It’s a wrap. The 2016 regular season is over so as “couch potatoes” it’s time and our responsibility to decide who should be taking home the End of Year (EOY) Awards.
Most Valuable Player – Matt Ryan
@cpgm_juice’s take: No change here. Matt Ryan was phenomenal this season from Week 1 thru Week 17. Setting numerous career bests and single season records including throwing touchdown passes (38) to 13 different receivers. Ryan completed damn near 70% of his passes (69.9%) and fell just shy of a 5,000 yard season (4,944) finishing second only to Drew Brees. Ice was remarkably efficient as he only attempted 534 passes (17th most in NFL) despite his gaudy TD and yardage totals which resulted in a sterling 5.43 to 1 TD/INT ratio. Ryan’s robust yardage per attempt average (9.26) was by far the best in the NFL and he led the league in passer rating (117.1). Most importantly he led the Atlanta Falcons to a divisional crown and a first round bye in the playoffs. Honorable mentions go to Aaron Rodgers, Le’Veon Bell, and Derek Carr.
Offensive Player of the Year – Aaron Rodgers
@cpgm_juice’s take: A-a-ron! Before the Packers “ran the table” behind masterful performances by Rodgers, Mr. Discount Double Check had a 25:7 TD/INT ratio and appeared mortal. Mind you most quarterbacks would be thrilled to have a 3.57:1 TD/INT ratio over the course of a full season but Rodgers has set the bar so high that it just didn’t look quite right. It seemed more difficult for Rodgers than usual and the Pack were below .500 thru 10 games. No running game, lingering injury concerns of his own and what appeared to be a fractured relationship with HC and offensive play caller Mike McCarthy, Rodgers and the Packers had many of us scratching our heads. But Rodgers proceeded to eviscerate the competition during the final six weeks of the season throwing 15 touchdowns and zero interceptions. Green Bay finished the last month and a half with a 6-0 record that led to an NFC North Championship and home playoff game. A-a-ron would finish with 40 TD passes and 4 rushing TDs against just 7 interceptions. Honorable mentions go to Le’Veon Bell and David Johnson.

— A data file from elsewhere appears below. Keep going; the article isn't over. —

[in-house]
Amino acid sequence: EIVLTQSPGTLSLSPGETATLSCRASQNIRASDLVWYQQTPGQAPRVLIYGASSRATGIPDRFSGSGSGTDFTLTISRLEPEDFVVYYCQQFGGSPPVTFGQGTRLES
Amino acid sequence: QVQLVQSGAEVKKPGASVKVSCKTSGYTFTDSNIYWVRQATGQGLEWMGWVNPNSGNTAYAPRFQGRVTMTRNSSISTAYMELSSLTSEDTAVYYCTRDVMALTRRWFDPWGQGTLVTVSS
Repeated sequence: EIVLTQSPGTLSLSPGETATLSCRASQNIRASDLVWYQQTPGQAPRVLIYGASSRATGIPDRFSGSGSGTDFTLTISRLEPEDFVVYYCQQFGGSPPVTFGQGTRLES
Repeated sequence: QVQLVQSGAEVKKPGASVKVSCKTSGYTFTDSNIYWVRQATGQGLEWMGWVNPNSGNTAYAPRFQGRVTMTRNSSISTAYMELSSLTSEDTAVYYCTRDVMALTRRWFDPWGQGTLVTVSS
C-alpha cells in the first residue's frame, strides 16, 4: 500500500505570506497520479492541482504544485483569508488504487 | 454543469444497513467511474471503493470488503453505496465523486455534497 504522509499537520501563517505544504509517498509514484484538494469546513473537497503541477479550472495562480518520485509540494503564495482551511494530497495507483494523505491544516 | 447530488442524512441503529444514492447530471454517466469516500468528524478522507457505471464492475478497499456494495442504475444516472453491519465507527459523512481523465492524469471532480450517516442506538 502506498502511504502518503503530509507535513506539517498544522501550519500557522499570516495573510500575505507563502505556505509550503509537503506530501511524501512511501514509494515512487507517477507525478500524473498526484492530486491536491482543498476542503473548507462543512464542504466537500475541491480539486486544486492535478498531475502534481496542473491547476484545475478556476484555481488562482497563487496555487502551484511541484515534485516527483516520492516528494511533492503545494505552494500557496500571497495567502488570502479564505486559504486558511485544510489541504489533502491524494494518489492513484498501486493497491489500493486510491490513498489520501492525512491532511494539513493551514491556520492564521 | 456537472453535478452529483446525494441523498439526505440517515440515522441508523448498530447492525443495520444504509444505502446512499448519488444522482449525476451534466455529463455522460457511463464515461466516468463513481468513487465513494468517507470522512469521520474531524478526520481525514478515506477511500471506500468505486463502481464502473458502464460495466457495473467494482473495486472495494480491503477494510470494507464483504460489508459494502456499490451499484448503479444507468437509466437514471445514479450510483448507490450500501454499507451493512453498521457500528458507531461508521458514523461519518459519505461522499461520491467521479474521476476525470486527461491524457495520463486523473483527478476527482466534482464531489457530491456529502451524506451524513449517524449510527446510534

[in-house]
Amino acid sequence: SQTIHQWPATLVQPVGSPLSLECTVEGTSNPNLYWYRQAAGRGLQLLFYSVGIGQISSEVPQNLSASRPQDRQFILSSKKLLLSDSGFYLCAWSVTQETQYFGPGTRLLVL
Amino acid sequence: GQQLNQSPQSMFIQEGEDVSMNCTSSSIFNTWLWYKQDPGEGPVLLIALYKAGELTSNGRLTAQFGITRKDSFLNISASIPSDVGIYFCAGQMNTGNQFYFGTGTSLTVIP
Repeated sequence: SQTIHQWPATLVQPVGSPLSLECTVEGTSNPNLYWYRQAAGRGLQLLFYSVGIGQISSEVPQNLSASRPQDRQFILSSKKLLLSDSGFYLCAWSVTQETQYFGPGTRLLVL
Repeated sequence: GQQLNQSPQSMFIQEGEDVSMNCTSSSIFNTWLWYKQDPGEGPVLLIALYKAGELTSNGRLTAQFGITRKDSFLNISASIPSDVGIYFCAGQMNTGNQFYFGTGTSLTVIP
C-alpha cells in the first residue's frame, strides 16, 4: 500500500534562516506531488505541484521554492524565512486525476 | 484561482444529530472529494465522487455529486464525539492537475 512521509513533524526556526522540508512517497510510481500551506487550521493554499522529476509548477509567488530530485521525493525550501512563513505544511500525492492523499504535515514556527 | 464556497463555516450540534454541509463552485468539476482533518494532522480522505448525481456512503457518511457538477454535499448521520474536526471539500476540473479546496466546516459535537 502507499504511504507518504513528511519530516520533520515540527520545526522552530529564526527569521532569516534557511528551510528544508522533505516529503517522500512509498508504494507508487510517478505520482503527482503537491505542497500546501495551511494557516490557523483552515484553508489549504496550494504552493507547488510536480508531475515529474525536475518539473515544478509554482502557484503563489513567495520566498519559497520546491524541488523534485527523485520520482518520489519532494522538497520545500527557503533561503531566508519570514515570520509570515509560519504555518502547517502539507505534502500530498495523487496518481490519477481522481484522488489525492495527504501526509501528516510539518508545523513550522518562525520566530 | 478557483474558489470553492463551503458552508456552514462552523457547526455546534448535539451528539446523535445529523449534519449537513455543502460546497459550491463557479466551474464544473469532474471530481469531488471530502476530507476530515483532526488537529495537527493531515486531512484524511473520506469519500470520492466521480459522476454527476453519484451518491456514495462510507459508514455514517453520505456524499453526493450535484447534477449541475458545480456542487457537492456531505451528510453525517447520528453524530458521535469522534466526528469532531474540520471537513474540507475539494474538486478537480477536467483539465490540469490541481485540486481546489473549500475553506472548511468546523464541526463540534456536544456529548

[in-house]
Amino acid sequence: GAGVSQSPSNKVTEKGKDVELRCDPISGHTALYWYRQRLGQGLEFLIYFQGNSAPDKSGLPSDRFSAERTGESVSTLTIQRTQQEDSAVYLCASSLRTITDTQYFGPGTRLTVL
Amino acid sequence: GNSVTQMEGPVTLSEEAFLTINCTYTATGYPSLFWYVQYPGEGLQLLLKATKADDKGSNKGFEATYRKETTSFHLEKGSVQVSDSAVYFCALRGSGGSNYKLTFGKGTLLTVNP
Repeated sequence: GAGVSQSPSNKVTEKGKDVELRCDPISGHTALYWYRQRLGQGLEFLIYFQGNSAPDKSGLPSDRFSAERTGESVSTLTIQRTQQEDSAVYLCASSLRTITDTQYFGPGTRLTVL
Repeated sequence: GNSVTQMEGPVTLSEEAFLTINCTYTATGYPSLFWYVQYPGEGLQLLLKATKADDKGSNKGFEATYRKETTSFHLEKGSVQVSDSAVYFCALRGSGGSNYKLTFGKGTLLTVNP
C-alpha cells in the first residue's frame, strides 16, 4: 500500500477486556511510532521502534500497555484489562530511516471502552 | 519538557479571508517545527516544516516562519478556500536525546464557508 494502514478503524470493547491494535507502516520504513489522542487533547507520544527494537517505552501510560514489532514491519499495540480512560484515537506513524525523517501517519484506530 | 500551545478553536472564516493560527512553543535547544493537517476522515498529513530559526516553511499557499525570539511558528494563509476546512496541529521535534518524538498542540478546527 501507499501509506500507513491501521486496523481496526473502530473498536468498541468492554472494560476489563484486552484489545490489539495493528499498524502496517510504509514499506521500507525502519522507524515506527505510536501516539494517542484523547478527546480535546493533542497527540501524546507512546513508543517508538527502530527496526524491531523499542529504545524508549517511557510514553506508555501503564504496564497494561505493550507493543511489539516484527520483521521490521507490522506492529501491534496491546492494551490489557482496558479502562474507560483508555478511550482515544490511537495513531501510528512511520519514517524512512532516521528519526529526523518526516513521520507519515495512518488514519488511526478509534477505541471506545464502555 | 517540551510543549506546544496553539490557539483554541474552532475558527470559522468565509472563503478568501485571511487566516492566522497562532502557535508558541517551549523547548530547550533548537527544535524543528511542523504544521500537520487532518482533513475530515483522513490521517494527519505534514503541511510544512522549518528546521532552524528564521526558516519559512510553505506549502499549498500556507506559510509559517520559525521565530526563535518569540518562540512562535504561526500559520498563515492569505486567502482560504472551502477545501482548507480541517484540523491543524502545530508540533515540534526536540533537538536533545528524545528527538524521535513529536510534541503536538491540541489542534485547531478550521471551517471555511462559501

Defensive Player of the Year – Von Miller
@cpgm_juice’s take: The Super Bowl 50 MVP picked up right where he left of last postseason. He started in the Pole position and never looked back. VP of OPS/GM John Elway had to back the Brinks truck up to keep him in Denver on a long term deal but he was worth the investment. Miller finished second in the NFL in sacks (13.5) and set a career high in tackles (78). So often we see players get paid and mail it in but that wasn’t the case with Miller. Paid to hunt the quarterback but a truly complete defender; at 27-years-old and squarely in his prime Miller should continue to wreak havoc on opposing offenses for years to come. Honorable mentions go to Landon Collins, Khalil Mack, Bobby Wagner and Vic Beasley Jr.